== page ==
He’s headed to the race without penalties and would always be superior over fences, and he’s exciting over them as well.
Cheltenham is back, and the race is an absolute delight for the early season. The last year’s Dovecote winner Aucunrisque is set to go against Tolworth’s second-placed Jetoile for the second time at the fences in the space of three weeks. there are a number of other promising horses set to be in the post.
Aucun risque dominated the contest with Jetoile, as they fought on their respective debuts in chasing at Uttoxeter But Jetoile was certainly more confident of the two at his fences. He has 5lbs of pull on the weights to give him an advantage of three-quarters of a length. Could he change the odds?
He was able to keep going following the previous race and suggested that he could be best suited to this tough final, and it is like a thrilling match-up. Jetoile sparked the trainer Ryan Potter into the limelight in the last year and now he’s looking to win his second Cheltenham victory in eight races on the track.
On the other side of the spectrum of training, Gordon Elliott is in search of Cheltenham winner number 54 through Ash Tree Meadow and is adamant about the experience he has gained from six chases.
He finished fourth of 21 runners in the Galway Plate behind subsequent American Grand National winner Hewick in July. He was later placed in an event of grade 3 in Tipperary. This could be an upgrade from that race however only if the skilled hurdlers can transfer their skills to fences.
Uhtred achieved exactly what he did winning his debut in chasing in Downpatrick in August. He was a runner for Joseph O’Brien but has been purchased by Dan Skelton’s stable.
Skelton is 14-71 and has runners debuting for his yard following the departure of another stable earlier in the century. However, 13 of them won from hurdles and one was the bumper. The yard is currently 0-13, with runners who have jumped fences.
Analysis of the race from Graeme Rodway
‘To have a horse like him was amazing’
This is where it gets interesting that occurs in the early portion of the core jumping season when trainers who were hoping their skilled hurdlers would be able to fly through fences higher, get the chance to try it out.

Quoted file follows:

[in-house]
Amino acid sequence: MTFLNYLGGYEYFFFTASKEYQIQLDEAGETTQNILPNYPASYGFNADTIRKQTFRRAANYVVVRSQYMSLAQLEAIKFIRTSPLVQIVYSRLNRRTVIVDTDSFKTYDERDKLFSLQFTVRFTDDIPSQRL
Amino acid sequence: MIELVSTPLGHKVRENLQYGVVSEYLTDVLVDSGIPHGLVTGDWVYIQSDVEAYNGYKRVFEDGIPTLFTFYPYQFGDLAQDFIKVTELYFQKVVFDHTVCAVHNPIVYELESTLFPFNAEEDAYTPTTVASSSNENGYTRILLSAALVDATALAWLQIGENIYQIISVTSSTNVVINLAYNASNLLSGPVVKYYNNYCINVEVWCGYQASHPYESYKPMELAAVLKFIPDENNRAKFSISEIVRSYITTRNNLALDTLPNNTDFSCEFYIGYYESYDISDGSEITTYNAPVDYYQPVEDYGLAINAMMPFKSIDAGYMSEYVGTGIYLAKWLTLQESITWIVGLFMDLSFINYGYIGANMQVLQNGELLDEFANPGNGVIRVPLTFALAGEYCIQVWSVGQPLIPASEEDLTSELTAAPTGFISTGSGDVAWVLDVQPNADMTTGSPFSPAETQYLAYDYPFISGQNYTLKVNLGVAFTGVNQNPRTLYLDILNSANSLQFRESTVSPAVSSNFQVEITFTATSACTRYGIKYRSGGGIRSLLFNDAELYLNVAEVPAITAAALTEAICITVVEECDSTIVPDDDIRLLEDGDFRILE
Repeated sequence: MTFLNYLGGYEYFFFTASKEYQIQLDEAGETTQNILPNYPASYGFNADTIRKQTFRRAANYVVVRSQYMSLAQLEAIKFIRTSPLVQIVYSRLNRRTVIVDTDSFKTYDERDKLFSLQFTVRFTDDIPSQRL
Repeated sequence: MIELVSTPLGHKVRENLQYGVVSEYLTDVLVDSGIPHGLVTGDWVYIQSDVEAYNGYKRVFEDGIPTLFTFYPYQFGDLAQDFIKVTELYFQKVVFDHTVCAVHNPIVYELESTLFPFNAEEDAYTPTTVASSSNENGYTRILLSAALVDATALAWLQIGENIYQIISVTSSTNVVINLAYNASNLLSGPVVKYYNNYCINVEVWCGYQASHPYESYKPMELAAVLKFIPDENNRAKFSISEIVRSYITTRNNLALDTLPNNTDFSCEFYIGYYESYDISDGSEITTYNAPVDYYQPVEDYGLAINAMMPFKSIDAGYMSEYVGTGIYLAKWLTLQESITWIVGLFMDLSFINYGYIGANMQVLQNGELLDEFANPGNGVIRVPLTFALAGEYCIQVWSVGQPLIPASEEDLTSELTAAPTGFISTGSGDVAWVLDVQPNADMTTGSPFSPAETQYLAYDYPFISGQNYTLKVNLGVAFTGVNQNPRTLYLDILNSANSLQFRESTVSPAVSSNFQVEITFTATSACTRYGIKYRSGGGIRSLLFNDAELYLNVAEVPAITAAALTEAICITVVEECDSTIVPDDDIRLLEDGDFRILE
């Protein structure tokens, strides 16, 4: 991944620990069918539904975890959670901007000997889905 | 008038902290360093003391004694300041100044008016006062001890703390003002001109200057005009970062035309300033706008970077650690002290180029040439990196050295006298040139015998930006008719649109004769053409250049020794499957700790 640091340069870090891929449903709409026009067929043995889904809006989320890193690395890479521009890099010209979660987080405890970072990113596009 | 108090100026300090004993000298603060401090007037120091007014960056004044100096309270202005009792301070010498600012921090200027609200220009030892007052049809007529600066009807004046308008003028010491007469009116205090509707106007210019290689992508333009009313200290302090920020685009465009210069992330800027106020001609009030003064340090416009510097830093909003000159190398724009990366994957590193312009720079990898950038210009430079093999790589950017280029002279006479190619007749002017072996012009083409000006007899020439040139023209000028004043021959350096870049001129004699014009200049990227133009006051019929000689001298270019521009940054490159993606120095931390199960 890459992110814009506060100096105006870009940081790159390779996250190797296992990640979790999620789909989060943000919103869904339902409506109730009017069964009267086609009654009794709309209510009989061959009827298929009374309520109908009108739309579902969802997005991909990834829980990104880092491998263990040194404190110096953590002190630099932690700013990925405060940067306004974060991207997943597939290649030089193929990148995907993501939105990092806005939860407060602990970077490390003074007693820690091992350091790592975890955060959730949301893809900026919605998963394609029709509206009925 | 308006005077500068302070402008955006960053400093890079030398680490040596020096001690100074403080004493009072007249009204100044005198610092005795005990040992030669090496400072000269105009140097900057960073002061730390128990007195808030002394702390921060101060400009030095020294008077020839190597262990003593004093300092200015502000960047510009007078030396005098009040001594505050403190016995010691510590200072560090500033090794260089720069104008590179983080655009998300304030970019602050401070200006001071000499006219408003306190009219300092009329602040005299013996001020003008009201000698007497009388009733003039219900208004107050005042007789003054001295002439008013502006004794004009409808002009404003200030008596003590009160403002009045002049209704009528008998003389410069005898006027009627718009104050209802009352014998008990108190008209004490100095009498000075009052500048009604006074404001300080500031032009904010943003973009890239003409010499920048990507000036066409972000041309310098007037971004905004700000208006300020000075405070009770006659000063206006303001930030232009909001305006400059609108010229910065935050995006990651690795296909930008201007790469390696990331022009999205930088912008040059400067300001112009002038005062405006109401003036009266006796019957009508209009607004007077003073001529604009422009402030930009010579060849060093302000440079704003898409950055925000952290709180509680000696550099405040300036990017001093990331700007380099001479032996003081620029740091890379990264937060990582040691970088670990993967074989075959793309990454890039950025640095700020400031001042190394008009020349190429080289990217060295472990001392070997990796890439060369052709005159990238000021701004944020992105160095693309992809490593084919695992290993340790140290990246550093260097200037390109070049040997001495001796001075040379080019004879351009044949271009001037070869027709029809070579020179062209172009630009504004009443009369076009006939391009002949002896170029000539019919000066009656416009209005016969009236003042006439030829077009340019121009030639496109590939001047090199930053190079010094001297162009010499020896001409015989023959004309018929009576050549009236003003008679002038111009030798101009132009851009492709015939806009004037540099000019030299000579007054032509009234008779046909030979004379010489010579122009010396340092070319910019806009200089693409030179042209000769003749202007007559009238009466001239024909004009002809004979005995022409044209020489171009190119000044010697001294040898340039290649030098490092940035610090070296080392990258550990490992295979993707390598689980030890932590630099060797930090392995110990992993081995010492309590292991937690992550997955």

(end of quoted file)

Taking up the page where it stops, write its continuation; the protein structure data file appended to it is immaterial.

Trainer Ryan Potter and his stable Jetoile could mean the most difficult of days, based on what the horse could overcome hurdles in the last season.
The horse is owned by Jane Bennett, Jetoile was successful in two novice hurdles. Then, she produced the best performance of his career when he finished third behind the formidable Constitution Hill in the Grade 1 Tolworth Novices Hurdle.
This season, Jetoile switched to fencing Jetoile showed an impressive performance to place just a few points behind Aucunrisque in her debut at Uttoxeter three weeks ago. Potter is excited about going back to Uttoxeter along with the seven-year-old.
“We’re excited about the race,” the racer said. “He has good form for the course for hurdles which is great to have. He likely needed to run for the first time in the race at Uttoxeter the last time. He’s entered the race without penalty, and he was always likely to be better at fences, and he’s excited too.
“He enjoyed a wonderful first year and I was riding for the first time in my time that I had a full license therefore to have horses as good as he was amazing. It wasn’t a costly horse, and hopefully, there’s more of him to come.”
This Uttoxeter race marked his first attempt at crossing fences following an untrained hurdle season during which he won in grade 2. Dovecote Novices’ Hurdle at Kempton.
The chances of a return to Jetoile rest on the extent to which rain is available at Cheltenham for coach Chris Gordon to give his gifted six-year-old the green light to race.
“I’m praying the rain is going to come, although that’s not looking likely to happen now,” the runner stated. “I hope it will be on the smooth side of a good track and if he decides to run, his form is in top shape, and I’m sure he’ll be able to run smoothly.
“It’s simply annoying having to find yourself in such a state. It was this way for all of the spring when it appeared that rain was coming, but it never came. We’ve got some horses that are ready, but they won’t be until the rain is here.”
What they say
Gordon Elliott, trainer of Ash Tree Meadow
He’ll likely take some time off until the spring, following this weekend’s race. we’ll bring him back in for a lovely handicap chase later in the year. He’s really taken to fences.
Fergal O’Brien Trainer of the Byzantine Empire
We’ve had a great time this year, and have likely been excused during the last two runs. He’s been a good performer at Cheltenham and has been successful over hurdles and I’m sure he’ll be running his race once more.
Norman Lee, trainer of Sole Pretender
He’s our first participant at Cheltenham which is why we hope it will be a huge race. I believe that two miles in this area will fit him, and he’s been able to come forward from his previous race at Roscommon.
Sheila Lewis, trainer of Straw Fan Jack
I was extremely pleased by his victory in Ffos Las as we always believed that he’d be a winner in fences. We gave him another year to allow him to compete in bigger handicaps to make him more focused before going after the race, but he’s increased in size and strength the last year as well. The main reason why we’re going to Cheltenham is the quality of the surface before it gets overly soft. We feel it’s well worth taking some bites of the cherry with the horse.